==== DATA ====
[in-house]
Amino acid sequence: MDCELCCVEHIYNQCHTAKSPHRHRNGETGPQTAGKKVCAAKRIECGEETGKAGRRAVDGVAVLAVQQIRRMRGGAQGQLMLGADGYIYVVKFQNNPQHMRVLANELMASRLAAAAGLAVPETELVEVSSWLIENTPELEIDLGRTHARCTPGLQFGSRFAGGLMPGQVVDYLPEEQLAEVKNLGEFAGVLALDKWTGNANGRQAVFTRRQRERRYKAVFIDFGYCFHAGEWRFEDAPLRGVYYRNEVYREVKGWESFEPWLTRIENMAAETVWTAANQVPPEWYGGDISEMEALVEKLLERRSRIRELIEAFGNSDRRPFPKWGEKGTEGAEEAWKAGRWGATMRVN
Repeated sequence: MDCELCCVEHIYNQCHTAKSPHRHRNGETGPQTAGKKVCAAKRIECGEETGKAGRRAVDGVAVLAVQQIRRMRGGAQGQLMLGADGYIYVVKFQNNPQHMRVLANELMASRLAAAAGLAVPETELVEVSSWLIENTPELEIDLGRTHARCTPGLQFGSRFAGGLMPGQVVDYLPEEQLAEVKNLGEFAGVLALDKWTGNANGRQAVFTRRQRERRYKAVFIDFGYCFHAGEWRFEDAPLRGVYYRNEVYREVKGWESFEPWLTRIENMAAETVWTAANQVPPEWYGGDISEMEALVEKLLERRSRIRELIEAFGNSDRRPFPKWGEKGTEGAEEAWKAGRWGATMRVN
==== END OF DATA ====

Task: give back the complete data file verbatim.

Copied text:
[in-house]
Amino acid sequence: MDCELCCVEHIYNQCHTAKSPHRHRNGETGPQTAGKKVCAAKRIECGEETGKAGRRAVDGVAVLAVQQIRRMRGGAQGQLMLGADGYIYVVKFQNNPQHMRVLANELMASRLAAAAGLAVPETELVEVSSWLIENTPELEIDLGRTHARCTPGLQFGSRFAGGLMPGQVVDYLPEEQLAEVKNLGEFAGVLALDKWTGNANGRQAVFTRRQRERRYKAVFIDFGYCFHAGEWRFEDAPLRGVYYRNEVYREVKGWESFEPWLTRIENMAAETVWTAANQVPPEWYGGDISEMEALVEKLLERRSRIRELIEAFGNSDRRPFPKWGEKGTEGAEEAWKAGRWGATMRVN
Repeated sequence: MDCELCCVEHIYNQCHTAKSPHRHRNGETGPQTAGKKVCAAKRIECGEETGKAGRRAVDGVAVLAVQQIRRMRGGAQGQLMLGADGYIYVVKFQNNPQHMRVLANELMASRLAAAAGLAVPETELVEVSSWLIENTPELEIDLGRTHARCTPGLQFGSRFAGGLMPGQVVDYLPEEQLAEVKNLGEFAGVLALDKWTGNANGRQAVFTRRQRERRYKAVFIDFGYCFHAGEWRFEDAPLRGVYYRNEVYREVKGWESFEPWLTRIENMAAETVWTAANQVPPEWYGGDISEMEALVEKLLERRSRIRELIEAFGNSDRRPFPKWGEKGTEGAEEAWKAGRWGATMRVN